The game developers of Diablo 2 were very smart. In order to balance the game they introduced elemental immunities to spice things up.
Here you are flying around the game world at record breaking speeds and dropping meteors on the heads of everything you pass while dealing massive damage.
You’ve optimized your character for fire damage and mobility but sometimes you’re going to come across certain monsters that are resistant to fire damage.
They might take vastly less damage than normal, or even worse be fully immune. Yep, that’s right. Even if you spent all of your time and resources becoming the best fire Sorceress in the world, you’re 100% useless against a monster who is immune to fire.
Now seems like a good idea to re-evaluate your life as a Sorceress and think about becoming proficient in another skill. You don’t need to be at the world class level. Just strong enough to deal with common issues like resistance and immunity.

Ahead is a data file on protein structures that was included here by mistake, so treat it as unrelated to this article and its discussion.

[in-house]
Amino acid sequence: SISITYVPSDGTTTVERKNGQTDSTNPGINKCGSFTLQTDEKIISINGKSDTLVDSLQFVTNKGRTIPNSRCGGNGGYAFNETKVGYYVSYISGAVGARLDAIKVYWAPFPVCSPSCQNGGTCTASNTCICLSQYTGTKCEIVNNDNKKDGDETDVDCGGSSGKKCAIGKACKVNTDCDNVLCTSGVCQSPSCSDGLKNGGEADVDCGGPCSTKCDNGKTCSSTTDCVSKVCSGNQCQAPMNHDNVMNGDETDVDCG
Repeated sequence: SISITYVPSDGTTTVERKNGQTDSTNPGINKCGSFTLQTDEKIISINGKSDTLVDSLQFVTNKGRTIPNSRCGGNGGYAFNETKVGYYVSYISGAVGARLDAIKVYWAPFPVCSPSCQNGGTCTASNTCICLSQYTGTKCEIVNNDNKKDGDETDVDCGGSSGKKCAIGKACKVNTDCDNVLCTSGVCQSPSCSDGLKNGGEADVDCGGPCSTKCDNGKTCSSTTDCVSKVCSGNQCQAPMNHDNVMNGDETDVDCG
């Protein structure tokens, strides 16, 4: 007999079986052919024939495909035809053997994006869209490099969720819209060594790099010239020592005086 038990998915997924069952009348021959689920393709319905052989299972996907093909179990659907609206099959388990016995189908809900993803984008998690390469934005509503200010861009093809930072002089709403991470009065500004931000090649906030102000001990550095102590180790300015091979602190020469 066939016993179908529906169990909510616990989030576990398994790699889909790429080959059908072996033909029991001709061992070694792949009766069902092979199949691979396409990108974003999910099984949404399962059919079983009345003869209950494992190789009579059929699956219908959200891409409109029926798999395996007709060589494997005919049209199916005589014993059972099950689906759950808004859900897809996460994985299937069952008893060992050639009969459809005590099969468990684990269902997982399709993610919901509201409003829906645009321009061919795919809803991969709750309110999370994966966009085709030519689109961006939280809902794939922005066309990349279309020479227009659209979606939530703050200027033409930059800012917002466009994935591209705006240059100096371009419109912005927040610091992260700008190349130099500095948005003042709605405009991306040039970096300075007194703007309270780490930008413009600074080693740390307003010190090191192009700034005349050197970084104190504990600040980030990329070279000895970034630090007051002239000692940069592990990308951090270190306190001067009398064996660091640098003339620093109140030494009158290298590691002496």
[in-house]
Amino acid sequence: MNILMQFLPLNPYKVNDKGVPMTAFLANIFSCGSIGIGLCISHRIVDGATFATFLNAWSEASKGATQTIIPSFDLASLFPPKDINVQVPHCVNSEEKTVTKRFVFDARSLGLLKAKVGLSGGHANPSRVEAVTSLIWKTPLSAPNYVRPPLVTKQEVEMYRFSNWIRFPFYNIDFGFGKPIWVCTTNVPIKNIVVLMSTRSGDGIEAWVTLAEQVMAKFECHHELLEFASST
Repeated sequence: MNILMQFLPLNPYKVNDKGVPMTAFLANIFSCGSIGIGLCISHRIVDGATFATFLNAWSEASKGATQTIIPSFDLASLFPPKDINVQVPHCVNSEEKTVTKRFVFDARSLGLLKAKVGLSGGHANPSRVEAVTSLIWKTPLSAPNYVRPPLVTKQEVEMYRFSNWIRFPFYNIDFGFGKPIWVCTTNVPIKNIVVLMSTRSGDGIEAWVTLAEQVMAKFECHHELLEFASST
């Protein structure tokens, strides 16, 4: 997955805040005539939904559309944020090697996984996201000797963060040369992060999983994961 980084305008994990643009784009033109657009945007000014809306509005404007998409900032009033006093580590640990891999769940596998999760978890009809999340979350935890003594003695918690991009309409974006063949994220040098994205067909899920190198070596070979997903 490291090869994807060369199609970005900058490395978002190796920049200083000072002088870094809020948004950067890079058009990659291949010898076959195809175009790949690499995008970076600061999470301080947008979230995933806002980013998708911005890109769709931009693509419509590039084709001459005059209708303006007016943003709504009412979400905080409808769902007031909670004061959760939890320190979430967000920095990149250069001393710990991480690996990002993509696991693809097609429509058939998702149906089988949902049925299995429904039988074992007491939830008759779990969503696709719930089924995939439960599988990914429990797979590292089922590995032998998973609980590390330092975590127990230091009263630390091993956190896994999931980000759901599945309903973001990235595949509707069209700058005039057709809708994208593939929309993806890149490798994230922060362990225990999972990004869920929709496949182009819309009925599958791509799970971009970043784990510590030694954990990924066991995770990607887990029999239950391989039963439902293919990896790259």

Your money maker is Meteor and Fireball but you can still become really effective at chucking out Frozen Orbs that deal piercing cold damage.
For about a 30 point investment you can get set up to do that. That’s about half the investment you currently have in fire skills.
After doing that, you’ll be able to shatter fire resistant monsters and in some cases your Frozen Orb might even be a better tool for the job than Meteor. You’re getting a lot of mileage out of that skill, that’s for sure.
While diversity is great, be careful of spreading yourself too thin. If there were 50 possible skills total and you had 100 points to spend, you would not want to put 2 points into all 50 skills.
That would make you very diverse but you would be very inefficient and unskilled at everything.